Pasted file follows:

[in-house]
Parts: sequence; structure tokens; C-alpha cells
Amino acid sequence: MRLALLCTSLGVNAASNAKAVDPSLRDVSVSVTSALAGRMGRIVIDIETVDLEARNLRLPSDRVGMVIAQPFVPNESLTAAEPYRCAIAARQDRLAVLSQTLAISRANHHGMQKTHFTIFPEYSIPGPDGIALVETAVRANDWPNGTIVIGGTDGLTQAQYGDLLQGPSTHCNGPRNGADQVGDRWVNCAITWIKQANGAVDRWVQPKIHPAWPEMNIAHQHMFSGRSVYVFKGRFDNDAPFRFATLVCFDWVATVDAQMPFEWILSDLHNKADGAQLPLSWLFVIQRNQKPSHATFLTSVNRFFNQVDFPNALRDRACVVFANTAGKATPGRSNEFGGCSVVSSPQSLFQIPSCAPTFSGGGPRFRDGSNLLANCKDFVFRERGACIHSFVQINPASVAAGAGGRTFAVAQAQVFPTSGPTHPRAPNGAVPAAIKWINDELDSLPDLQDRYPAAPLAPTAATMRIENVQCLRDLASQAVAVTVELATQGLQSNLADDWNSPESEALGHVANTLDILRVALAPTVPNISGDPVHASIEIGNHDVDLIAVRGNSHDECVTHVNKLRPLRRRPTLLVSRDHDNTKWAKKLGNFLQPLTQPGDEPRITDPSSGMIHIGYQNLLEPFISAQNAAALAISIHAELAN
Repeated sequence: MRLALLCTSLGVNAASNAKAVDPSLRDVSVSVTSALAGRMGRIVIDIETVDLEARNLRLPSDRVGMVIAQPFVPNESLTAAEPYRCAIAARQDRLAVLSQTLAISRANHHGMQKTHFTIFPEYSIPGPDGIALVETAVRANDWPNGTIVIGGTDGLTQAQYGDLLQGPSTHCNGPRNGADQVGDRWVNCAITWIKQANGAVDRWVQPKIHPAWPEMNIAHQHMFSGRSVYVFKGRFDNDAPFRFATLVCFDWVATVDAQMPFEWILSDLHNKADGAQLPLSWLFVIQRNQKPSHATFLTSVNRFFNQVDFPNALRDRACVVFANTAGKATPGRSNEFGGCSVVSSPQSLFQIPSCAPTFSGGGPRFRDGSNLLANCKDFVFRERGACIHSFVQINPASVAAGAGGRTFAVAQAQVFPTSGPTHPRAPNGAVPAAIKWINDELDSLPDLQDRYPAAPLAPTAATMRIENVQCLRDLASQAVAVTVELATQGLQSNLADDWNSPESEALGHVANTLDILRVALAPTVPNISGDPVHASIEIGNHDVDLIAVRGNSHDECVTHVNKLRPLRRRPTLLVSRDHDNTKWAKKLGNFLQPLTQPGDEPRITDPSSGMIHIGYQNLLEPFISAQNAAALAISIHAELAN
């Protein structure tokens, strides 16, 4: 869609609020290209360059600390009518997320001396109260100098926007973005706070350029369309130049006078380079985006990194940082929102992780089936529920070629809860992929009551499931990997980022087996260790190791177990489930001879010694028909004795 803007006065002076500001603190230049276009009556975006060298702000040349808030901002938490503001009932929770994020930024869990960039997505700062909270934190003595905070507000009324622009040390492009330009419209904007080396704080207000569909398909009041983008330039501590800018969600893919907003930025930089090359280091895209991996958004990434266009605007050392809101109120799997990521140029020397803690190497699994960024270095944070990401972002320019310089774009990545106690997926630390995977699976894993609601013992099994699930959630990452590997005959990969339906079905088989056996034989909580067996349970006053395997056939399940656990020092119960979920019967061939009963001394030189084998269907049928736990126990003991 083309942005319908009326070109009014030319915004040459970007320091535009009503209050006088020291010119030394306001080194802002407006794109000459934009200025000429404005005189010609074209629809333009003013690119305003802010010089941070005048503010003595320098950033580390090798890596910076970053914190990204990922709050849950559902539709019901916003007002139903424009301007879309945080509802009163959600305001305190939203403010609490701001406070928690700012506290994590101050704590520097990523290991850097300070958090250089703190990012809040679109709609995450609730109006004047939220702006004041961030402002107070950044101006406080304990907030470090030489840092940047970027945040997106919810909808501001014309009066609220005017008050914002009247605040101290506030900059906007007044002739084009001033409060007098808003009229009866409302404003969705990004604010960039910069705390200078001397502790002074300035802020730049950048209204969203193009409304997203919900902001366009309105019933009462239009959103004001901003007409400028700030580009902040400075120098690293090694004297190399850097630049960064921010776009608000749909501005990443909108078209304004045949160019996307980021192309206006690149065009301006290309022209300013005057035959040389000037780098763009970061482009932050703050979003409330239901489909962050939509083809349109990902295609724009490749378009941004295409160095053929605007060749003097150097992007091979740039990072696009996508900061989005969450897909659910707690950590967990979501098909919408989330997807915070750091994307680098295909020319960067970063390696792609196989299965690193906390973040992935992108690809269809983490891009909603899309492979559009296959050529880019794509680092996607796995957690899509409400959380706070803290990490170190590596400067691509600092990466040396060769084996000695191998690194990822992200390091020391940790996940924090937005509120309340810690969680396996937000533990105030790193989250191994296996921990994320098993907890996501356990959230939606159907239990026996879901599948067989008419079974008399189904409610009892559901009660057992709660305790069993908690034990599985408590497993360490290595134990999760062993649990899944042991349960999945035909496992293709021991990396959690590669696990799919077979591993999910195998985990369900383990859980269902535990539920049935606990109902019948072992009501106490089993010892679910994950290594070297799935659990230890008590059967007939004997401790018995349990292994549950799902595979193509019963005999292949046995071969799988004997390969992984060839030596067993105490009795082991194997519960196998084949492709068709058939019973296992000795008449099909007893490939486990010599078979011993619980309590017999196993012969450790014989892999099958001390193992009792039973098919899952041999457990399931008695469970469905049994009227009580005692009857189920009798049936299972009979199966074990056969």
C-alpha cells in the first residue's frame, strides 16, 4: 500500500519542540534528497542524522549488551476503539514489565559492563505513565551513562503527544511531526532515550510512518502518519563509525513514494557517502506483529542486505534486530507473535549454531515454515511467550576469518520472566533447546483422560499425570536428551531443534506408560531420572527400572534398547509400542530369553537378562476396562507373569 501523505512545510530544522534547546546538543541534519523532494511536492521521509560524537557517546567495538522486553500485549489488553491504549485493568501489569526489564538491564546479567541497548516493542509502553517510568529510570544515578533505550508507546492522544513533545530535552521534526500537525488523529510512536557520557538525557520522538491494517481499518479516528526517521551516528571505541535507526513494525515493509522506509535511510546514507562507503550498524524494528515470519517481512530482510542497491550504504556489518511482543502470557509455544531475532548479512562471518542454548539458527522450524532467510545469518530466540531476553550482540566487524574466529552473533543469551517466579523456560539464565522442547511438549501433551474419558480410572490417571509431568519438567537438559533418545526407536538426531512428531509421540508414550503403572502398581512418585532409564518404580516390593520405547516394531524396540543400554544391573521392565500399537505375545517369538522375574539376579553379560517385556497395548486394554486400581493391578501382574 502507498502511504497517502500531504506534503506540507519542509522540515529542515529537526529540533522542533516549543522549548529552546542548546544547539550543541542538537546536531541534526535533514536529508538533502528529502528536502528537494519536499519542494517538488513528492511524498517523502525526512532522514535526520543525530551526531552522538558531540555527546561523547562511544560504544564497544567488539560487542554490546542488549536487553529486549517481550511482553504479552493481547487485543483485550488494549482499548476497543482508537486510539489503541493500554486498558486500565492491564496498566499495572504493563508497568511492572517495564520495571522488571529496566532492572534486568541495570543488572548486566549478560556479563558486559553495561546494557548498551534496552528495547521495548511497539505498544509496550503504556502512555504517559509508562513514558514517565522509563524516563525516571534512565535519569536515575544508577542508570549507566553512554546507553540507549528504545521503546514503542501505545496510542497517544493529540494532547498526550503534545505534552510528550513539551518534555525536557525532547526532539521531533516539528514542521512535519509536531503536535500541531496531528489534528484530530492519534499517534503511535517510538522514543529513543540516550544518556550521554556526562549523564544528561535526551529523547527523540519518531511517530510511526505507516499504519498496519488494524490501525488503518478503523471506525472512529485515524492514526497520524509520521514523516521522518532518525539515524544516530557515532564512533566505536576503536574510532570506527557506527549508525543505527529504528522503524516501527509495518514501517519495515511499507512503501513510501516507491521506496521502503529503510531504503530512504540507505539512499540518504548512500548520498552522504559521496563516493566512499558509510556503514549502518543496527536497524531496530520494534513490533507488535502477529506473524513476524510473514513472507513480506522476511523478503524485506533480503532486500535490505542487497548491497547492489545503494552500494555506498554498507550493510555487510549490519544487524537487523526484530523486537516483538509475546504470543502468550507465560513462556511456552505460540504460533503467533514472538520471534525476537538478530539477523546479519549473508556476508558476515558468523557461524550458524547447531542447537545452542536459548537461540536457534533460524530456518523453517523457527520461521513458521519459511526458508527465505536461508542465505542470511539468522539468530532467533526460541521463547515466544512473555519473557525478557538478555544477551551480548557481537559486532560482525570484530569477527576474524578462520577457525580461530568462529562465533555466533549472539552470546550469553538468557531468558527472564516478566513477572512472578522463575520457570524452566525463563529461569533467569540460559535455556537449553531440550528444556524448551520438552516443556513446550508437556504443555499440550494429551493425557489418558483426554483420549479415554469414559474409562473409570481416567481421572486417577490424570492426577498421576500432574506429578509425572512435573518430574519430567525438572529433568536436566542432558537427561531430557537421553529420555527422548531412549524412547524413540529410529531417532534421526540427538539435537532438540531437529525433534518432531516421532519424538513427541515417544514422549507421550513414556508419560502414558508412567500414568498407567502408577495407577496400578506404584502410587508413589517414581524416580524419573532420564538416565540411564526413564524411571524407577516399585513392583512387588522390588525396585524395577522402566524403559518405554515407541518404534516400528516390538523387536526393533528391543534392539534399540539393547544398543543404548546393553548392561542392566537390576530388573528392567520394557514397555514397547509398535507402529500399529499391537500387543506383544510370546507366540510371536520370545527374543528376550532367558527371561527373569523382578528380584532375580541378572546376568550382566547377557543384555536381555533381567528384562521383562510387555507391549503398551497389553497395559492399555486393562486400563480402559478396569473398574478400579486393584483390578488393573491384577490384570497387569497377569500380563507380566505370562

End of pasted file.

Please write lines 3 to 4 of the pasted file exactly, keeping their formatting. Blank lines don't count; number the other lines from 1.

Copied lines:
Amino acid sequence: MRLALLCTSLGVNAASNAKAVDPSLRDVSVSVTSALAGRMGRIVIDIETVDLEARNLRLPSDRVGMVIAQPFVPNESLTAAEPYRCAIAARQDRLAVLSQTLAISRANHHGMQKTHFTIFPEYSIPGPDGIALVETAVRANDWPNGTIVIGGTDGLTQAQYGDLLQGPSTHCNGPRNGADQVGDRWVNCAITWIKQANGAVDRWVQPKIHPAWPEMNIAHQHMFSGRSVYVFKGRFDNDAPFRFATLVCFDWVATVDAQMPFEWILSDLHNKADGAQLPLSWLFVIQRNQKPSHATFLTSVNRFFNQVDFPNALRDRACVVFANTAGKATPGRSNEFGGCSVVSSPQSLFQIPSCAPTFSGGGPRFRDGSNLLANCKDFVFRERGACIHSFVQINPASVAAGAGGRTFAVAQAQVFPTSGPTHPRAPNGAVPAAIKWINDELDSLPDLQDRYPAAPLAPTAATMRIENVQCLRDLASQAVAVTVELATQGLQSNLADDWNSPESEALGHVANTLDILRVALAPTVPNISGDPVHASIEIGNHDVDLIAVRGNSHDECVTHVNKLRPLRRRPTLLVSRDHDNTKWAKKLGNFLQPLTQPGDEPRITDPSSGMIHIGYQNLLEPFISAQNAAALAISIHAELAN
Repeated sequence: MRLALLCTSLGVNAASNAKAVDPSLRDVSVSVTSALAGRMGRIVIDIETVDLEARNLRLPSDRVGMVIAQPFVPNESLTAAEPYRCAIAARQDRLAVLSQTLAISRANHHGMQKTHFTIFPEYSIPGPDGIALVETAVRANDWPNGTIVIGGTDGLTQAQYGDLLQGPSTHCNGPRNGADQVGDRWVNCAITWIKQANGAVDRWVQPKIHPAWPEMNIAHQHMFSGRSVYVFKGRFDNDAPFRFATLVCFDWVATVDAQMPFEWILSDLHNKADGAQLPLSWLFVIQRNQKPSHATFLTSVNRFFNQVDFPNALRDRACVVFANTAGKATPGRSNEFGGCSVVSSPQSLFQIPSCAPTFSGGGPRFRDGSNLLANCKDFVFRERGACIHSFVQINPASVAAGAGGRTFAVAQAQVFPTSGPTHPRAPNGAVPAAIKWINDELDSLPDLQDRYPAAPLAPTAATMRIENVQCLRDLASQAVAVTVELATQGLQSNLADDWNSPESEALGHVANTLDILRVALAPTVPNISGDPVHASIEIGNHDVDLIAVRGNSHDECVTHVNKLRPLRRRPTLLVSRDHDNTKWAKKLGNFLQPLTQPGDEPRITDPSSGMIHIGYQNLLEPFISAQNAAALAISIHAELAN